Emoticons in authentic workplace emails do not primarily indicate writers' emotions. Rather, they provide information about how an utterance is supposed to be interpreted. Emoticons function as contextualization cues, which serve to organize interpersonal relations in written interaction.
Emoticons Serve Various Communicative Functions
First, when following signatures, emoticons function as markers of a positive attitude. Second, when following utterances that are intended to be interpreted as humorous, they are joke/irony markers. Third, they are hedges: when following expressive speech acts (such as thanks, greetings, etc.) they function as strengtheners and when following directives (such as requests, corrections, etc.) they function as softeners.
The word “emoticon,” a construction of the words “emotion” and “icon,” refers to graphic representations of facial expressions, which often follow utterances in written computer‐mediated communication (CMC). Emoticons may be produced by ASCII symbols (:‐)) or by “pictograms,” which are graphic symbols (). The emoticon was first used in written text in 1982 by computer scientist Scott E. Fahlman at Carnegie Mellon University in the United States. Fahlman suggested that the keyboard‐based “smiley” face :‐) and the “frowny” face :‐(could be used to identify jokes in a computer scientist discussion forum. The overall aim was to economize computer‐mediated interaction.
Within the last 30 years, emoticons have developed different forms and meanings, and a growing number of forms accompany different types of chat software. Still, using emoticons in CMC has traditionally been viewed as a typically teenage phenomenon. Emoticons have also been considered superfluous and a waste of bandwidth. Not surprisingly formal guidelines for computer‐mediated communication or “netiquettes” advise writers to limit their use of emoticons in workplace communication. Furthermore, such guidelines tend to be colored by the author's personal values rather than reflecting the actual use and communicative functions of emoticons. In the popular press and media, emoticons are banned by some authors.
Emoticons as a semiotic resource in email communication is used systematically to modify speech acts, and thus has developed new and more specific functions compared with those first proposed by Fahlman in 1984. The communicative functions of emoticons in a way that has not been done in previous research. Emoticons represent a multifunctional semiotic resource available to email writers, who can use them both to contextualize discourse and to organize social relationships.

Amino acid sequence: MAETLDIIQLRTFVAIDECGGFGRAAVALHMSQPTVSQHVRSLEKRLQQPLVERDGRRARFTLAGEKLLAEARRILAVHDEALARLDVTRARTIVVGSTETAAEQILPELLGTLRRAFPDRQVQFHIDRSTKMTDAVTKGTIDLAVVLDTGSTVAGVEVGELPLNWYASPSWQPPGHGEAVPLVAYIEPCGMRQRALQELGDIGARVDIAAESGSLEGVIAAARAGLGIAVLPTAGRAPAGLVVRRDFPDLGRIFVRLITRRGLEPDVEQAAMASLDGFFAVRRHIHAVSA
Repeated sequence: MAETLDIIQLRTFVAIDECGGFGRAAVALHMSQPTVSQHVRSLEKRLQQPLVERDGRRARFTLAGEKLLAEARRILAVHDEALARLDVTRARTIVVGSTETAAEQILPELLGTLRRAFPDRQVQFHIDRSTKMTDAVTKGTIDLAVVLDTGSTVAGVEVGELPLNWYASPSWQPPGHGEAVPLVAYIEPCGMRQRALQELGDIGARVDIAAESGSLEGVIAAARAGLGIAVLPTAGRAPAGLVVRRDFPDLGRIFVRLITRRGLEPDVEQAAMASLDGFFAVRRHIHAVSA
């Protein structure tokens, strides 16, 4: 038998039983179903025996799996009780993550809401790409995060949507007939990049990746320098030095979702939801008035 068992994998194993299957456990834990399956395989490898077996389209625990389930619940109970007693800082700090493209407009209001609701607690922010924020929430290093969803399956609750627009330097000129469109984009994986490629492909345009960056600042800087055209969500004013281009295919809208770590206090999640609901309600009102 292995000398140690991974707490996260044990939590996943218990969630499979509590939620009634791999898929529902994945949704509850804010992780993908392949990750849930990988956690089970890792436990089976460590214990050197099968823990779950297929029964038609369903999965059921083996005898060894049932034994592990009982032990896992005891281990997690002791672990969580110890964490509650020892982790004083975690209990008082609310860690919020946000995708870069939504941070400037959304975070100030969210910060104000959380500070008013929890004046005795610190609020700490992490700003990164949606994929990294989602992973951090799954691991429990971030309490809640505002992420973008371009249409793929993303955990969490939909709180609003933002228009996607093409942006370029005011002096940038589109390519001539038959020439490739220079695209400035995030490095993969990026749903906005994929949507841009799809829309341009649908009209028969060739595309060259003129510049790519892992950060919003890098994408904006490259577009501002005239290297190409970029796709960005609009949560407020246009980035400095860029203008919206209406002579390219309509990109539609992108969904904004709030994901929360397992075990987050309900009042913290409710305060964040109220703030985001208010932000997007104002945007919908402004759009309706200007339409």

Use of Emoticons in Email
Research on the use of emoticons in email over the years has addressed various issues including the differences in usage between men and women. Most agree emoticons are graphic signs which are used to indicate an emotional state. Most assume that emoticons are used to compensate for the lack of nonverbal communication cues, such as facial expressions, intonation, gestures, and other bodily indicators, in CMC. In other words, emoticons are perceived as providing support to written communication, in the same way that visual and body language support face‐to‐face communication.
In the field of linguistics, emoticons are primarily viewed as emotion markers. Renowned linguist David Crystal defines emoticons as a “combination of keyboard characters designed to show an emotional facial expression.” Furthermore, he proposes that emoticons seem to have a “purely pragmatic force – acting as a warning to the recipient(s) that the sender is worried about the effect a sentence might have.”
The first study on emoticons was conducted in 1995 by Rezabeck and Cochenour (1995); it examined the frequency, variety, and usage patterns of emoticons in four listservs. The frequency of emoticons varied within the four listservs, and in the listserv with the highest score, every fourth message contained an emoticon. The most frequently occurring emoticon was the traditional smiley, :‐), followed by the smiley without a “nose,”:). The use of the smiley depended on individual preferences and varied according to the context.
Previous research has also been interested in differences between genders in the use of emoticons. In a study of emoticon use in online newsgroups, Women used emoticons more often than men did. This finding correlates with the previously concluded notion that women produced three times more emoticons of smiling and laughter than men. Emoticons can serve some of the same functions as nonverbal behavior. In particular, emoticons can complement and enhance the verbal message, but they are not able to contradict it.
The pragmatic function of emoticons was examined by Dresner and Herring (2010), and the examination suggests that emoticons serve two primary functions:
(1) They function as indicators of emotion, and
(2) they function as indicators of “nonemotional meaning, mapped conventionally onto facial expression.”
For example, the use of emoticons as indicating a joke is done by inserting a wink: ;‐). The wink is not signaling emotion; rather, it is conventionally indicating a joking intent.
Emoticons are graphic signs which, in interplay with verbal utterances, serve different communicative functions, not necessarily limited to a show of emotion on the part of the sender but necessarily an assurance by the sender that the receiver understands the sender’s intent.
How do you feel about emoticons in work emails?